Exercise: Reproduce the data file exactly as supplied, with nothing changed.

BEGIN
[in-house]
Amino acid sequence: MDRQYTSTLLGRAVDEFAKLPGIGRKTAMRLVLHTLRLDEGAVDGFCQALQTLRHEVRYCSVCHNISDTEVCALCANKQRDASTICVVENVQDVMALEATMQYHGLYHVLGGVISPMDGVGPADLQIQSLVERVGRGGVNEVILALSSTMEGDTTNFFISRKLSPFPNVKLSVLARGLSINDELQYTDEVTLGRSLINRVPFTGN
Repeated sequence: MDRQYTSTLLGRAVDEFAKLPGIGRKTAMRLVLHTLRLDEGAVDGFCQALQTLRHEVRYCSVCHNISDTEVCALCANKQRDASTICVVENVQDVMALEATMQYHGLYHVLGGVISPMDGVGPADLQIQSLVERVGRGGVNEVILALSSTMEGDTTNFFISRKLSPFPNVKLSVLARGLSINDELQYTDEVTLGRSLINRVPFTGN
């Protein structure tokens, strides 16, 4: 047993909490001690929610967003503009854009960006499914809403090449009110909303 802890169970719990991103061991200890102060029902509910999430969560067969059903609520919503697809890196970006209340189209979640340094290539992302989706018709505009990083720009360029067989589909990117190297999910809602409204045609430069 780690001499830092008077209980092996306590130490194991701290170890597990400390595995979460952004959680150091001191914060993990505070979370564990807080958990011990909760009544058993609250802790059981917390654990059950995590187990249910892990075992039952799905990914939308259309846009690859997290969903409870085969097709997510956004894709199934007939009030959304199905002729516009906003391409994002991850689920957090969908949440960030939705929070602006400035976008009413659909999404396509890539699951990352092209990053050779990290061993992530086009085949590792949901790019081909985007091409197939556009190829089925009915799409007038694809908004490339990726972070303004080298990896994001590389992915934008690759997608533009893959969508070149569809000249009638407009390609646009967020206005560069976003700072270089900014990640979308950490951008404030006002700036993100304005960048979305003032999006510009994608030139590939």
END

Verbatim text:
[in-house]
Amino acid sequence: MDRQYTSTLLGRAVDEFAKLPGIGRKTAMRLVLHTLRLDEGAVDGFCQALQTLRHEVRYCSVCHNISDTEVCALCANKQRDASTICVVENVQDVMALEATMQYHGLYHVLGGVISPMDGVGPADLQIQSLVERVGRGGVNEVILALSSTMEGDTTNFFISRKLSPFPNVKLSVLARGLSINDELQYTDEVTLGRSLINRVPFTGN
Repeated sequence: MDRQYTSTLLGRAVDEFAKLPGIGRKTAMRLVLHTLRLDEGAVDGFCQALQTLRHEVRYCSVCHNISDTEVCALCANKQRDASTICVVENVQDVMALEATMQYHGLYHVLGGVISPMDGVGPADLQIQSLVERVGRGGVNEVILALSSTMEGDTTNFFISRKLSPFPNVKLSVLARGLSINDELQYTDEVTLGRSLINRVPFTGN
């Protein structure tokens, strides 16, 4: 047993909490001690929610967003503009854009960006499914809403090449009110909303 802890169970719990991103061991200890102060029902509910999430969560067969059903609520919503697809890196970006209340189209979640340094290539992302989706018709505009990083720009360029067989589909990117190297999910809602409204045609430069 780690001499830092008077209980092996306590130490194991701290170890597990400390595995979460952004959680150091001191914060993990505070979370564990807080958990011990909760009544058993609250802790059981917390654990059950995590187990249910892990075992039952799905990914939308259309846009690859997290969903409870085969097709997510956004894709199934007939009030959304199905002729516009906003391409994002991850689920957090969908949440960030939705929070602006400035976008009413659909999404396509890539699951990352092209990053050779990290061993992530086009085949590792949901790019081909985007091409197939556009190829089925009915799409007038694809908004490339990726972070303004080298990896994001590389992915934008690759997608533009893959969508070149569809000249009638407009390609646009967020206005560069976003700072270089900014990640979308950490951008404030006002700036993100304005960048979305003032999006510009994608030139590939």